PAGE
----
Now, it’s fair to say I’ve visited my fair share of galleries around the world with a particular interest taken in Modern and Contemporary Art Galleries. However, aside from MoMA in New York, there is one gallery that stands out amongst the rest.
Like MoMA, I’ve had the pleasure of visiting this gallery several times over several years and I simply struggle to find anywhere that quite compares to it.
MCA: Museum Contemporary Art Australia in Sydney
My most recent visit was the other weekend, where the superb work of Louise Hearman is gracing the walls. This is the second time in a year that I’ve been really blown away by an MCA exhibit (the first was Grayson Perry – more on that later).
The contrast is even more stark after a recent visit to the Tate Modern in London which left me cold and uninspired; the glaring lighting, high ceilings, lack lustre juxtaposition, white, white and more white. It feels soulless, it is soulless.
Hearman‘s exhibit could not be further away from the Tate’s approach; most of Hearman‘s work lends its self to sensitive, low level lighting that enhances the enchantment of her surreal and mystical paintings. It lets the vividness of the light inside the picture speak for its self, not competing with the outside of the gallery but blending with it, and sucking you in as it does so.
It’s a challenging exhibit, in the best way possible. Hearman chooses not to title many of her paintings and refuses to talk about what they mean, it feels like real equality; truly handing the power over to the audience to find themselves in her work.
It’s not hard to be transfixed by something; whether it’s the intensity of the focus which is almost reminiscent of tilt shift, shifting the gazers view to a new realm, or the play on angles. It’s striking simplicity at its best, especially in the intimate and detailed portraiture.
Some of Hearman‘s work almost verges on parody, some creeping obviously in to surrealism while others edge, precariously, along the line of normality. Some are dark and unsettlingly, literally and metaphorically. But most of all, I think it’s just good.
It’s good because of Hearman but it’s also good because MCA seem to continuously exhibit art in sensitive surroundings by innovative artists.
There’s the Contemporary Art of literal piles of rubbish and blank canvasses, if that’s the kind of Contemporary Art that you want to see. But, it’s never all there is to visit.
Despite Australia’s poor record of representing Aboriginal culture, the MCA seem to be much more active in exhibiting and supporting modern Aboriginal artwork. Though I am still disappointed they seem unable to involve more Aboriginal speakers and events, it’s a start.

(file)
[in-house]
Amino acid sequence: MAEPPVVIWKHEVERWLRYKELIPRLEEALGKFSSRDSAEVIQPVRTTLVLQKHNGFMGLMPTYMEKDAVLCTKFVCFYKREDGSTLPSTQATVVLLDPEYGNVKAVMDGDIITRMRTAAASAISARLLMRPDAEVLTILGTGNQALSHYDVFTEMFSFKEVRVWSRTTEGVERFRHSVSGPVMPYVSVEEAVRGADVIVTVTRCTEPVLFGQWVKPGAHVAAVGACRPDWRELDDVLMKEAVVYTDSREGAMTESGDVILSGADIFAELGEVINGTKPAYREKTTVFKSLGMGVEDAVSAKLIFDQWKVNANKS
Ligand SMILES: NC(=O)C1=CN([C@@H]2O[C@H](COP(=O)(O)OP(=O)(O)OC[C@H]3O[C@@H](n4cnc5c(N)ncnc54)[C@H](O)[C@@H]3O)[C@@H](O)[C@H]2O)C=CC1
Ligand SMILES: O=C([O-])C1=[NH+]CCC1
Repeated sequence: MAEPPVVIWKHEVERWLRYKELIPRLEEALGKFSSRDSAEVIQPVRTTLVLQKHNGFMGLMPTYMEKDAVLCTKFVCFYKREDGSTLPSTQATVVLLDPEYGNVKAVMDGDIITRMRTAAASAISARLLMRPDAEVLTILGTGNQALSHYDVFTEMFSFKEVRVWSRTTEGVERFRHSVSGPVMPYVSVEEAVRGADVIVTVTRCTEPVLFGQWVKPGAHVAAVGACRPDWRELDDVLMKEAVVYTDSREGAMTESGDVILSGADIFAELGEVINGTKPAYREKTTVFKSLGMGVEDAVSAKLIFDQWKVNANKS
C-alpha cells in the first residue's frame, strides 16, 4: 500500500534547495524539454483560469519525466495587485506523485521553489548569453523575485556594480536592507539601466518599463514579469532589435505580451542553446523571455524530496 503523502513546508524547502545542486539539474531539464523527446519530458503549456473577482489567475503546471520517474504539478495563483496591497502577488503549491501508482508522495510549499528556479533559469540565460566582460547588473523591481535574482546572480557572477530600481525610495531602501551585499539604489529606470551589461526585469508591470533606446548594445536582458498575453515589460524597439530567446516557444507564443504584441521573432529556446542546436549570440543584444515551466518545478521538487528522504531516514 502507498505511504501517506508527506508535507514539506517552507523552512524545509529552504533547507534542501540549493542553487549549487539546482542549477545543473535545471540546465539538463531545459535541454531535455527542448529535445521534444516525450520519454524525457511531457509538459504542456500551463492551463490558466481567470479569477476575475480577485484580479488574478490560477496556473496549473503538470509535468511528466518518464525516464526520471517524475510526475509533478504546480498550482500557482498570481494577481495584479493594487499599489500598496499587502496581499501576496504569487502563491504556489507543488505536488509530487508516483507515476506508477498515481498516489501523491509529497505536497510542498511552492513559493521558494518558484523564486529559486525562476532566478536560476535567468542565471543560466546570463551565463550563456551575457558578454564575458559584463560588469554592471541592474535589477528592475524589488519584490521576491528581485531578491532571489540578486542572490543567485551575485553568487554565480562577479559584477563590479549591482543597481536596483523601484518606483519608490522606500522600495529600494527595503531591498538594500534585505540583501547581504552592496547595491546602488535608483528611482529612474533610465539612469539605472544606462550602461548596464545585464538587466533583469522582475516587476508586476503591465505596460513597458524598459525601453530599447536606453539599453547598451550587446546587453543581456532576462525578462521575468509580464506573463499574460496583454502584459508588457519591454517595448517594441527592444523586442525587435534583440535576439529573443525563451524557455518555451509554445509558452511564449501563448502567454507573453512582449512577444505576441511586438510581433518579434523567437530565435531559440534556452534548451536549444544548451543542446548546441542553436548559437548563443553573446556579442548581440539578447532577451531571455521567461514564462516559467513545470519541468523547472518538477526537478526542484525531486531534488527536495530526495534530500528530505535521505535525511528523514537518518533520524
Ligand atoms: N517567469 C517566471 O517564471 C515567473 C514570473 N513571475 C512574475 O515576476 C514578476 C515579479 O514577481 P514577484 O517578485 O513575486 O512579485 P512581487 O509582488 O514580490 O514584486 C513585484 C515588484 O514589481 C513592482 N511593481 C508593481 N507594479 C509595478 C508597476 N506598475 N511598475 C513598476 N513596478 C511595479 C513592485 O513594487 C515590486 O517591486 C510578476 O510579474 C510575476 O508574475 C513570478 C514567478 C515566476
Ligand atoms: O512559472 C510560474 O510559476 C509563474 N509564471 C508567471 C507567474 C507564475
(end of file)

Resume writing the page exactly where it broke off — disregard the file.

The Museum of Contemporary Art tells many different stories. Like Fiona Hall‘s “Manuhiri (Travellers)”; driftwood in the shape of animals found on the shores of the Waiapu River in New Zealand.
Reshaped by the ocean currents and now journeying to another life back in the world of the living – Fiona Hall regarding this piece “Manuhiri”
Though perhaps bravest and most exciting of all was the decision to host Grayson Perry‘s largest ever exhibition, at the beginning of the year. Leaving no aspect of Perry‘s career undemonstrated, it showcased every medium Perry has worked within.
From paintings to drawings. From the famous ceramics series to the present day ginormous and small scale tapestry. There were videos of interviews to get to know Perry, time-lapsed footage of Perry creating art, and notepads showcasing Perry‘s doodling thought processes.
Perry speaks from the heart; often raw, faithfully honest. But again, the art, no matter how good or inspiring will fall short if the installation space is incorrect. Poor lighting, bad signage, crammed in pieces and grumpy staff. That’s what puts me off, and it is in abundance in galleries the world over. But, not in Sydney’s Museum of Contemporary Art.
Here’s a gallery that shows it cares. It allows space. It regularly paints its walls to accommodate installations, modifying to enable the space to collaborate with the artist. Just like the art its self it moves, changes, expands and contracts.
And every time I visit; I almost always see the same staff. They care, and it shows in every fibre of its being, in every exhibition. It’s modern, it’s detailed and it is so interesting.
How lucky Sydney is to have a gem of a Contemporary Art Gallery that really competes on the world stage of sought after museums.
LOUISE HEARMAN in SYDNEY
Louise Hearman at the Museum of Contemporary Art Australia runs from the 29th of September until the 4th of December 2016. Find out more on the MCA website.